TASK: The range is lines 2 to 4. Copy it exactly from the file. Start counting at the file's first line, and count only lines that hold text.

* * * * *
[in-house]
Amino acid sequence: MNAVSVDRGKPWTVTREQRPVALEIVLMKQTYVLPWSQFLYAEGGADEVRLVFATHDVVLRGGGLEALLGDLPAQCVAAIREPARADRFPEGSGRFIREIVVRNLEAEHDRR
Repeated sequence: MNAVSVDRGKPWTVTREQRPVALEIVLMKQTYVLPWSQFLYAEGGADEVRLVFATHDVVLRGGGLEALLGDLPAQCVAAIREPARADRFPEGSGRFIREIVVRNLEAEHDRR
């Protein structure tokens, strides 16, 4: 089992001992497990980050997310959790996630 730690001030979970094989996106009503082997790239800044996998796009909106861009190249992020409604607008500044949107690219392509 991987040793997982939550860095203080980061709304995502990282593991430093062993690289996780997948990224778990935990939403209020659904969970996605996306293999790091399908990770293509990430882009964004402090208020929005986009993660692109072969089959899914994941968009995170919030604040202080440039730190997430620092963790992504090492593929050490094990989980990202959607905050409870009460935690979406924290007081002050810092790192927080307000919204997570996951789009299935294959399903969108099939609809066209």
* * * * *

Amino acid sequence: MNAVSVDRGKPWTVTREQRPVALEIVLMKQTYVLPWSQFLYAEGGADEVRLVFATHDVVLRGGGLEALLGDLPAQCVAAIREPARADRFPEGSGRFIREIVVRNLEAEHDRR
Repeated sequence: MNAVSVDRGKPWTVTREQRPVALEIVLMKQTYVLPWSQFLYAEGGADEVRLVFATHDVVLRGGGLEALLGDLPAQCVAAIREPARADRFPEGSGRFIREIVVRNLEAEHDRR
């Protein structure tokens, strides 16, 4: 089992001992497990980050997310959790996630 730690001030979970094989996106009503082997790239800044996998796009909106861009190249992020409604607008500044949107690219392509 991987040793997982939550860095203080980061709304995502990282593991430093062993690289996780997948990224778990935990939403209020659904969970996605996306293999790091399908990770293509990430882009964004402090208020929005986009993660692109072969089959899914994941968009995170919030604040202080440039730190997430620092963790992504090492593929050490094990989980990202959607905050409870009460935690979406924290007081002050810092790192927080307000919204997570996951789009299935294959399903969108099939609809066209």